“Pink slime” is officially the Whac-a-Mole of the food industry right now. When fast food franchises like McDonald’s and Taco Bell vowed to stop using ammonium hydroxide-treated meat trimmings in its ground beef, it seemed like the worst was over. Then, word got out that the USDA has designs to purchase 7 million pounds’ worth of ammonia-treated beef from Beef Products Inc. for use in its National School Lunch Program. That news especially rubbed food columnist Bettina Siegal the wrong way, prompting her to fight it with an online petition calling for the USDA to stop using pink slime in school food.
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Bettina Siegal, a former litigation attorney and current columnist and author of blog The Lunch Tray, launched the petition on Tuesday at the tail end of a blog post. In said post, Siegal outlined her disappointment in the USDA’s choice to continue using ammonia-treated meat products, particularly after prior statements implying higher standards for meat used in the National School Lunch Program:
When I wrote my post on pink slime in 2010, I cited a USDA press release and statements from Agriculture Secretary Tom Vilsack which indicated (or so I thought) that pink slime would no longer be used in school food. I wrote:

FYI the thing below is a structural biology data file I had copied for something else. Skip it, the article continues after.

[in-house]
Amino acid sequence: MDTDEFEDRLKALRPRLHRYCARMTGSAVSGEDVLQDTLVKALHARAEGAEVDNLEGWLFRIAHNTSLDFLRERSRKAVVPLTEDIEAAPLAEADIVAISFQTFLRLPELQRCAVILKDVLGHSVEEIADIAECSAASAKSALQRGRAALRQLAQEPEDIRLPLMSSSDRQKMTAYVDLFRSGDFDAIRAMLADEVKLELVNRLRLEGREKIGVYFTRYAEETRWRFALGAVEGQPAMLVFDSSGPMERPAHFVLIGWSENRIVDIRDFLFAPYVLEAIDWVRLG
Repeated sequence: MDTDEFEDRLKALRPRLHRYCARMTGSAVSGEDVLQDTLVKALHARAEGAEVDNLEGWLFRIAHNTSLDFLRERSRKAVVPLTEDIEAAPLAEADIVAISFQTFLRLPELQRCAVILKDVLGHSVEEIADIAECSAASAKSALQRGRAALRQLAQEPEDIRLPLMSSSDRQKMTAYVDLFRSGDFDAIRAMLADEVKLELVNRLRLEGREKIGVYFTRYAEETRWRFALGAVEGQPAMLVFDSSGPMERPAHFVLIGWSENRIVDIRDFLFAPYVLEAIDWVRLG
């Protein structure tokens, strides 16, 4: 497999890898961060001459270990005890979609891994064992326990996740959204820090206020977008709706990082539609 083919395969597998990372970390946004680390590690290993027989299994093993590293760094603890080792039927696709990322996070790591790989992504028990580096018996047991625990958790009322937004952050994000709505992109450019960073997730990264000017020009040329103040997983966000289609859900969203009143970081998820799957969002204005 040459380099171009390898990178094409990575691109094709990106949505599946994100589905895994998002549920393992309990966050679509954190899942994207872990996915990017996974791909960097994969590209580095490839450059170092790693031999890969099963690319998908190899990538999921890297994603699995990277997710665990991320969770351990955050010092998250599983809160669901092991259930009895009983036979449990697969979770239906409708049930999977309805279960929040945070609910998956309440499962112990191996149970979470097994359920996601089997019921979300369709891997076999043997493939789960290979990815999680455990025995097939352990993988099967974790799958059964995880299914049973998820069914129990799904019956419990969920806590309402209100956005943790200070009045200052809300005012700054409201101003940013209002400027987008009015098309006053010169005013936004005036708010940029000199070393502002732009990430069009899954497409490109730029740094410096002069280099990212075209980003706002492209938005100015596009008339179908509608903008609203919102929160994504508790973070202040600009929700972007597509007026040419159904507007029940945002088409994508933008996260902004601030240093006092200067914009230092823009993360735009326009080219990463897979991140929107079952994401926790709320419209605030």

“. . . .last week Agriculture Secretary Tom Vilsack announced tougher new standards for the ground beef that will be used in the National School Lunch Program, among other federal food programs. . . . . Among the new standards are more stringent testing for E. coli and other bacteria as well as a planned review of the beef purchasing system by the National Academy of Sciences.”
Siegal followed up with facts on doubts over the treatment’s safety and its efficiency in eliminating pathogens, and concluded with a simple suggestion for people to sign her petition and pass it along. So far, it is working – in less than two days, the petition has already attracted nearly 4,500 of its 5,000 signature goal.
This isn’t the only battle that adversaries of pink slime will have to face: a new report on ABC World News indicates that as much as 70 percent of ground beef sold in United States supermarkets is made with the stuff. But one has to start somewhere. Those interested in reading or signing the petition can check it out here.